We are being told Treasury Secretary Henry Paulson has a plan which will shift $700 billion in obligations from private companies to the taxpayer.

We are being warned that this $700 billion bailout is the only answer to a crisis.

We are being reassured that we can trust Secretary Paulson "because he knows what he is doing".

Congress had better ask a lot of questions before it shifts this much burden to the taxpayer and shifts this much power to a Washington bureaucracy.

Imagine that the political balance of power in Washington were different.

If this were a Democratic administration the Republicans in the House and Senate would be demanding answers and would be organizing for a “no” vote. ...

It’s time to end the silence and clear up the confusion.

Congress has an obligation to protect the taxpayer.

Congress has an obligation to limit the executive branch to the rule of law.

Congress has an obligation to perform oversight.
Newt Gingrich


This is spinning out of control:

From Calculated Risk's post, Bailout Eligibility Expanded to Foreign Institutions: (emp add)
Treasury Secretary Henry Paulson said Sunday that foreign banks will be able to unload bad financial assets under a $700 billion U.S. proposal aimed at restoring order during a devastating financial crisis.

"Yes, and they should. Because ... if a financial institution has business operations in the United States, hires people in the United States, if they are clogged with illiquid assets, they have the same impact on the American people as any other institution," Paulson said on ABC television's "This Week with George Stephanopolous."
That last highlighted part "if they are clogged with illiquid assets", presumably means illiquid assets of any kind from any part of the globe. It could be mortgage-backed securities based on real estate in Portugal.

So now Paulson is proposing to vacuum up all the crap paper in the world. You can be damn sure that foreign banks will adjust their books so that they can shovel as much junk as possible into the "business operations in the United States" tent. Who's going to check their books if they are headquartered abroad?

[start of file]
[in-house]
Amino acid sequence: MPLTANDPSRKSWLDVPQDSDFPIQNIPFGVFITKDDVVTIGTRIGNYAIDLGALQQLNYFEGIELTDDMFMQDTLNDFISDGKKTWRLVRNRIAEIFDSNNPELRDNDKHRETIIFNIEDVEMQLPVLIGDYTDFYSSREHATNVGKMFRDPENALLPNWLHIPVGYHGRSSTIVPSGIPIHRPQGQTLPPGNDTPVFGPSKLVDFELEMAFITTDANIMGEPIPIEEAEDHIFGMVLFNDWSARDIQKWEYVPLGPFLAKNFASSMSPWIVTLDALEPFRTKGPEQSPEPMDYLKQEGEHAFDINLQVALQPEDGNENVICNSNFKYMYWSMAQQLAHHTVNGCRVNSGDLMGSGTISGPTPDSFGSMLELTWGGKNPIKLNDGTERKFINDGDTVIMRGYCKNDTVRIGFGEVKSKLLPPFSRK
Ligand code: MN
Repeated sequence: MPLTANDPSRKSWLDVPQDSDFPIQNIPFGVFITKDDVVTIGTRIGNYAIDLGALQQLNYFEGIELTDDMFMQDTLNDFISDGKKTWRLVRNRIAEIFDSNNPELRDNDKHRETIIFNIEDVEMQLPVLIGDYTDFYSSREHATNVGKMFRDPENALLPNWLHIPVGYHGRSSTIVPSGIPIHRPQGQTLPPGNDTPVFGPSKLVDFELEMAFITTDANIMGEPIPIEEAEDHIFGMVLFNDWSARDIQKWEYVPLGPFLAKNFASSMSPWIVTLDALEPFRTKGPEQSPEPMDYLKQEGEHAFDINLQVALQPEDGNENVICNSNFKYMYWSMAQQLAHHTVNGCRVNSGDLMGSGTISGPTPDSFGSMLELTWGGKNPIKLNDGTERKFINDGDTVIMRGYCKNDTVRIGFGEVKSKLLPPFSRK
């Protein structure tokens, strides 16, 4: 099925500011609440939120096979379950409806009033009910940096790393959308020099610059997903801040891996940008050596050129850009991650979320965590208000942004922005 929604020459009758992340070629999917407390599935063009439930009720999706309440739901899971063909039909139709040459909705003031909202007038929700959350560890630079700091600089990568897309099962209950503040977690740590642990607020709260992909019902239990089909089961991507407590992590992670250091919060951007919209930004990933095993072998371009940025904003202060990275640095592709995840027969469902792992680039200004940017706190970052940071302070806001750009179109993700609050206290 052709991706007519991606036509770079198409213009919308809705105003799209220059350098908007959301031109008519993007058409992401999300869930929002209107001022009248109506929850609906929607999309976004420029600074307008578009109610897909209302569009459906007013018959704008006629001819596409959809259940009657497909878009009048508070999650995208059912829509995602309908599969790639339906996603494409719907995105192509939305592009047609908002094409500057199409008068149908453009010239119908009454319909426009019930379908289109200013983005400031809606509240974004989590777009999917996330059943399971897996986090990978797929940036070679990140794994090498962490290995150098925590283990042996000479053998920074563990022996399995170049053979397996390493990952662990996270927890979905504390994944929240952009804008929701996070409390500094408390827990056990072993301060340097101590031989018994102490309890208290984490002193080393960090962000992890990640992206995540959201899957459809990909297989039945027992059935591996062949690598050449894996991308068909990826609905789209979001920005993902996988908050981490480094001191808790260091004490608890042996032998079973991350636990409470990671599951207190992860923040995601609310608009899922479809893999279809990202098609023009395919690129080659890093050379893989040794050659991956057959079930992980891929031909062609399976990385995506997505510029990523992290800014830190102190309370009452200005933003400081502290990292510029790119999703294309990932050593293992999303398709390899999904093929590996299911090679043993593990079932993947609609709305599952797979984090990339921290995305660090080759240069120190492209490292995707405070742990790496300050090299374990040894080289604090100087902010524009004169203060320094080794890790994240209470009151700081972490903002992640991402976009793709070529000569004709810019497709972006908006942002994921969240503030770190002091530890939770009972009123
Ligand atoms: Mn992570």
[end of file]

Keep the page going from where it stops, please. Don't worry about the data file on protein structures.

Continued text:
Saturday, September 20, 2008

Are the Democrats in Congress about to demonstrate that they are absolutely worthless?

Looks like it.


Mystery box:
First it was Sarah Palin.

Now it the Paulson Plan.


We could still see a financial collapse:

The peculiar nature of the "Paulson Plan" allows the Treasury Secretary to give money in exchange for any mortgate-related assets, free from any review.

It designed to give Paulson the ability to shove billions of dollars to banks as soon as possible in exchange for paper that cannot be properly evaluated - because that would take time, which cannot be spared.

If time is a critical factor - which it appears to be - then if Congress doesn't get it voted on fast enough, the financial system could lock up.

If it is going to lock up, I'd say it would be within the next 14 calendar days.


Giving all control to Paulson:

From the proposal: (emp add)
The Secretary is authorized to purchase, and to make and fund commitments to purchase, on such terms and conditions as determined by the Secretary, mortgage-related assets from any financial institution having its headquarters in the United States. ...

Decisions by the Secretary pursuant to the authority of this Act are non-reviewable and committed to agency discretion, and may not be reviewed by any court of law or any administrative agency.
"mortgage-related assets" means derivatives, many which are completely worthless.

A hint of the money involved:
The Secretary’s authority to purchase mortgage-related assets under this Act shall be limited to $700,000,000,000 outstanding at any one time.
Sec. 10. Increase in Statutory Limit on the Public Debt.

Subsection (b) of section 3101 of title 31, United States Code, is amended by striking out the dollar limitation contained in such subsection and inserting in lieu thereof $11,315,000,000,000.
The "taxpayer" won't be footing this, at least not in the near term. It will be paid through an increase in the debt (which requires foreign purchases of U.S. bonds). In subsequent years, that increased debt will make it harder to pay for lots of programs (education, health care, energy programs, infrastructure, etc).